BMO Economics Notes the Canadian Dollar "Remains Squarely on the Defensive" Vs a "Steamroling" USD

10/07/2022 | 04:00pm
(MT Newswires) -- The Canadian dollar "remains squarely on the defensive" in the face of a "steamrolling" U.S. dollar, noted Douglas Porter, Chief Economist at BMO Economics, in his latest 'Talking Points' note this Friday.

Porter noted the loonie managed to firm slightly this week to 73 cents ($1.370/US$), but this followed a seven-week string of declines (based on the weekly average). He said the "powerful" 15% rally in crude provided almost no lift to the currency, and ditto for a "relatively hawkish" speech by Governor Macklem on Thursday. And an as-expected September jobs report was a "mild relief", with the 21,100 gain snapping a three-month losing streak and the jobless rate dipping to 5.2%. "But the details were generally sluggish," Porter added, "and we continue to lean to a more moderate 50 bp BoC hike later this month -- though the upcoming CPI and Business Outlook Survey still need to weigh in."

Porter noted the emerging view that the Bank of Canada will ultimately hike less than the Fed has "submarined the loonie" in recent weeks. The currency had been largely holding its own up until a month ago, even testing longstanding highs on a variety of the cross rates. But the "surprisingly mild" August CPI and the "previously soggy summer jobs data" reinforced the view that the BoC will not need to tighten much further. And record-high household debt levels suggest that Canadian consumers may buckle earlier than their U.S. counterparts. Also, the preliminary home sales data from major cities point to a 32% y/y drop nationally, which would imply another big step back in monthly terms, with further downward pressure on prices. Porter recalled that housing carries more than double the weight in Canadian real GDP (7.1%) versus the U.S. (3.4%), so the retreat in that sector will weigh more heavily on Canada.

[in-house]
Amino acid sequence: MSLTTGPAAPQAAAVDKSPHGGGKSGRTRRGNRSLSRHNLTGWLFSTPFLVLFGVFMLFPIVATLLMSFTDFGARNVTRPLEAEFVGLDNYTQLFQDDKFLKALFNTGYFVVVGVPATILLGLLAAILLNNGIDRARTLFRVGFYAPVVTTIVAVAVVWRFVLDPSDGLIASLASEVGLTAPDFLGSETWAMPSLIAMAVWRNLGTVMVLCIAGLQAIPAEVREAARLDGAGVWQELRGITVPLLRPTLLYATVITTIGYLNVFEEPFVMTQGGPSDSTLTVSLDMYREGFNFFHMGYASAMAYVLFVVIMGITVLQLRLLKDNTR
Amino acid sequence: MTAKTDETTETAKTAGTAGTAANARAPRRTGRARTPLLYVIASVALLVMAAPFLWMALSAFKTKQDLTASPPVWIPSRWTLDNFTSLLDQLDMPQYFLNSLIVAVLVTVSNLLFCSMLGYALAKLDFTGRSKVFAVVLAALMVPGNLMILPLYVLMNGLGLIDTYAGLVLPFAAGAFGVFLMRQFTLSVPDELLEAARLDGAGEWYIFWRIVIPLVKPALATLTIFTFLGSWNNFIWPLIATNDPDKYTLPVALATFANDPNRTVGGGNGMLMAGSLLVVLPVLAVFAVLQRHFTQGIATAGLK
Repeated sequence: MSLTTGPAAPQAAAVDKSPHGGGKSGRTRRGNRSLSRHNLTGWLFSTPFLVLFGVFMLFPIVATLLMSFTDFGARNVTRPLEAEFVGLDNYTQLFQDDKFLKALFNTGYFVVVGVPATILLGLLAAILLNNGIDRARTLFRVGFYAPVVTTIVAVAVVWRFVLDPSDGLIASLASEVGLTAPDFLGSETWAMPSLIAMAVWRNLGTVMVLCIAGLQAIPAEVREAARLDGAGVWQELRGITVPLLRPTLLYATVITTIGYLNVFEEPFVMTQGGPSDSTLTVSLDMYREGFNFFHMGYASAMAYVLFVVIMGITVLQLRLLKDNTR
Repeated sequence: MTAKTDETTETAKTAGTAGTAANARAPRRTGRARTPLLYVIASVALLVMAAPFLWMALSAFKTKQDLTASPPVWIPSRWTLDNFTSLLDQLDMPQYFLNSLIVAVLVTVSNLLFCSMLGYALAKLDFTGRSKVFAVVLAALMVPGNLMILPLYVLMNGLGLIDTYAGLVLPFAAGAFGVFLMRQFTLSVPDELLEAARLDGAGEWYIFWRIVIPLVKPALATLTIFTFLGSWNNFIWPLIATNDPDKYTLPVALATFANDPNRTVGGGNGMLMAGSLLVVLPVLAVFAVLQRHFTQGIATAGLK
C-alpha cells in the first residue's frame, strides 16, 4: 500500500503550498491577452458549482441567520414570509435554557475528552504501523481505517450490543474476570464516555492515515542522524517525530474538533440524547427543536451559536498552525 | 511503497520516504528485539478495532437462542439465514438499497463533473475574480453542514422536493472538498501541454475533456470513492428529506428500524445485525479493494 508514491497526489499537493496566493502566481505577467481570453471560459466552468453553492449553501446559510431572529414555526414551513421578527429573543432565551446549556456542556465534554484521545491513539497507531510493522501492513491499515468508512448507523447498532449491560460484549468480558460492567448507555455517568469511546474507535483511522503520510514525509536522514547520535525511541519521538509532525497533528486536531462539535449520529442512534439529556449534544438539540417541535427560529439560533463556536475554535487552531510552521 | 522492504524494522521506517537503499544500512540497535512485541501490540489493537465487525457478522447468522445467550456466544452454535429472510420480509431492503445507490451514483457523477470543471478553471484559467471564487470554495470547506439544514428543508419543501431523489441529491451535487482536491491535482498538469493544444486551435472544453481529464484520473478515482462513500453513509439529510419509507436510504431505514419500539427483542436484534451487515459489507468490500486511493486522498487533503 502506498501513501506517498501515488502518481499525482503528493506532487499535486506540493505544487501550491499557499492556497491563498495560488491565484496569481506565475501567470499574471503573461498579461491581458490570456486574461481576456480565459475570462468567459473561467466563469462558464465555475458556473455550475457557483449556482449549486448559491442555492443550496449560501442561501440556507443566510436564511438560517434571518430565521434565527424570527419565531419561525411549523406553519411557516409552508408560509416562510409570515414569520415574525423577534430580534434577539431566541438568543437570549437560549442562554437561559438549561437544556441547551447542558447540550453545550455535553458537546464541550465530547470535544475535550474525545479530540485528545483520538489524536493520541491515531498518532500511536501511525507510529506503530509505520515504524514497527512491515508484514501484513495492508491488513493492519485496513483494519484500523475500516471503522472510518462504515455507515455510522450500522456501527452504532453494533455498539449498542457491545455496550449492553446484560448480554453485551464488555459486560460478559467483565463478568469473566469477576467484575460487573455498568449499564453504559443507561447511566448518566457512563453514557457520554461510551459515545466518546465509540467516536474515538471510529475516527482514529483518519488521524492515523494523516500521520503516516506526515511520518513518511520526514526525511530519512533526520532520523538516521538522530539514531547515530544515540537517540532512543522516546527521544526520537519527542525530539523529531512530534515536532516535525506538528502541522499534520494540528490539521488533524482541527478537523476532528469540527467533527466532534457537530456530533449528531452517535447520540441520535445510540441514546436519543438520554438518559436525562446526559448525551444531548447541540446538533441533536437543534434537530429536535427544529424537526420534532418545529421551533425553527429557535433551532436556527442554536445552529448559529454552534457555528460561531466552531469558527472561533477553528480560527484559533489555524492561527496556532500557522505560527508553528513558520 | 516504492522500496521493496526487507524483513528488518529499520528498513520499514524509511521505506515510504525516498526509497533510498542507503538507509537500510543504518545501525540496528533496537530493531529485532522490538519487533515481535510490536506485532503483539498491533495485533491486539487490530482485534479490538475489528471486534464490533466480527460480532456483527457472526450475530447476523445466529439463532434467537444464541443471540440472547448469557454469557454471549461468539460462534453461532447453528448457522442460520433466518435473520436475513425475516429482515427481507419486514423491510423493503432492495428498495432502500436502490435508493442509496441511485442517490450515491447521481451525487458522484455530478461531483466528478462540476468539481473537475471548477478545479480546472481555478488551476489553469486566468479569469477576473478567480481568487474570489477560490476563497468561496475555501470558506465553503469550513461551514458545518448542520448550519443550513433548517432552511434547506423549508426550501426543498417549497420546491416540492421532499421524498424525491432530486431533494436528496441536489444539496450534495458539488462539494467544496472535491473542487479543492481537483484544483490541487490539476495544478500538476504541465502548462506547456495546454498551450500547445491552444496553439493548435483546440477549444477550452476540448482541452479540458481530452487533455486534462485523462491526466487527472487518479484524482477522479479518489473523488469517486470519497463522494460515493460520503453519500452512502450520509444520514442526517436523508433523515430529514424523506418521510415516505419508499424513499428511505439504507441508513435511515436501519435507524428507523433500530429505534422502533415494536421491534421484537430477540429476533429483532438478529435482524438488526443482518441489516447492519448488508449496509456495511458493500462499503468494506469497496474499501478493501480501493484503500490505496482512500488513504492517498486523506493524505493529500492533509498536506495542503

Meantime, Porter noted, expectations for further Fed tightening are "grinding" higher again after markets had earlier shaved the most aggressive views. Two-year yields were approaching 15-year highs above 4.3% (roughly 25 bps north of Canadian 2s). Porter noted the "hawkish rhetoric was relentless" from almost one and all Fed speakers, including some "incredibly specific" remarks by Cleveland President Mester ("no cuts in 2023") and Governor Waller ("I anticipate additional rate hikes into early next year").

Looking ahead, Porter said, "data will speak louder than words", and next Thursday's September CPI looms largest in the US. Another month of lower pump prices is expected to trim the annual headline rate modestly (albeit holding above 8%). But -- as was the case a month ago -- "beware the core", said Porter. He noted BMO is, as usual, above consensus in looking for a "meaty" 0.5% m/m underlying rise, which would pump up the annual core rate to a cycle high of 6.6%. "Suffice it to say, markets and the Fed would not greet that result with open arms," he added.

MT Newswires 2022
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